Westpac says bank levy will cost $260m

Westpac says the bank levy introduced in the Federal Government will increase costs by $65 million after tax in the the

Australia's four biggest lenders on Monday launched a strongly worded attack on the government's new levy on big banks, estimating almost A$1 billion (US$745.00 million) in additional annual costs between them.

The Government forecast that the levy will raise $6.2 billion in revenue over four years by imposing a 0.06 per cent tax on certain bank liabilities.

It will apply to banks with liabilities of more than A$100 billion and won't impact either regional lenders or foreign banks operating in Australia.

Another concern within government is that some of the foreign banks are already subject to similar levies on their home country, and would be double taxed if hit with the bank tax in Australia.

"No company can simply "absorb" a new tax, so consideration is being given to how we will manage this significant impost on the bank".

"However the actual cost will not be known until the final legislation for the tax has been passed and we can fully assess its impact on NAB's business", the NAB chairman, Ken Henry, said in a note to shareholders. It's also worth noting that although the central bank is technically independent, it can not act as a lender of last resort unless the market has total faith in the government that underwrites it.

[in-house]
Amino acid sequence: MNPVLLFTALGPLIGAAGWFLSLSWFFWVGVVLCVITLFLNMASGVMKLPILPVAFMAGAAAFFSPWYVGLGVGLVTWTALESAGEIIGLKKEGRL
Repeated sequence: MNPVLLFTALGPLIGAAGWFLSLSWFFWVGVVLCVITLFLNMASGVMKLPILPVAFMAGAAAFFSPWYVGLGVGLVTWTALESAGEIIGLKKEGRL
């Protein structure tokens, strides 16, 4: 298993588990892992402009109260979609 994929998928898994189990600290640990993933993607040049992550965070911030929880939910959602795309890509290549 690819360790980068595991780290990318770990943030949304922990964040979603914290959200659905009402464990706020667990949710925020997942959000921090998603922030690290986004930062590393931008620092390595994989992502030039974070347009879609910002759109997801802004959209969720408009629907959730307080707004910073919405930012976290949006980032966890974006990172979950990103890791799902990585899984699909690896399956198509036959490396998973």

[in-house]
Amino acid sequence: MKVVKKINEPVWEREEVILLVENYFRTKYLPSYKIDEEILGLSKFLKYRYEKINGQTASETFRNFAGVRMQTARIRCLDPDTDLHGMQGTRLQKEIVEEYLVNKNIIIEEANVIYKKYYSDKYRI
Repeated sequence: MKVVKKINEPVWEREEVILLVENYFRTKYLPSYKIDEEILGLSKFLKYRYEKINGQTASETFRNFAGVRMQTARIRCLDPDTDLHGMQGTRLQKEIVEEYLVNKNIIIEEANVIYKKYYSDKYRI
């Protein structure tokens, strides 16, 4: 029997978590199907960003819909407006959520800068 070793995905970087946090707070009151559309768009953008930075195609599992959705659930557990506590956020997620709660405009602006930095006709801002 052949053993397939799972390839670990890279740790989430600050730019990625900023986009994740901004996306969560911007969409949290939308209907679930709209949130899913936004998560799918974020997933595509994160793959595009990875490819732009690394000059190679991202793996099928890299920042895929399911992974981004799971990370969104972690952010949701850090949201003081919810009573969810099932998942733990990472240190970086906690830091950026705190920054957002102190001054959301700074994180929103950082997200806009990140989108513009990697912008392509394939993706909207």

But it is unlikely to withdraw support for the law if the inquiry is not extended to the foreign banks.


He said the foreign bank operations in Australia were on a par with the smaller banks which were meant to benefit from the bank tax and it would be discriminatory to tax one and not the other.

Separately, Commonwealth Bank of Australia, the nation's biggest bank, said it expects the levy will cost it A$220 million after tax a year.

The government's levy is essentially a quid pro quo in exchange for the liquidity guarantee the Reserve Bank extends to Australia's big banks in order to ensure complete market and public confidence in them. But he also said that if the full impact were passed on to shareholders it would be equal to a dividend cut of 8?? a share.

Westpac also affirmed it may pass on the levy to its customers, shareholders, suppliers, staff "or some combination of all four". That translates to an annualized cost of AUD260 million.

Westpac shares are down around 12% this month.

Worldwide rivals would not be subject to the levy, although HSBC is subject to the equivalent United Kingdom scheme.

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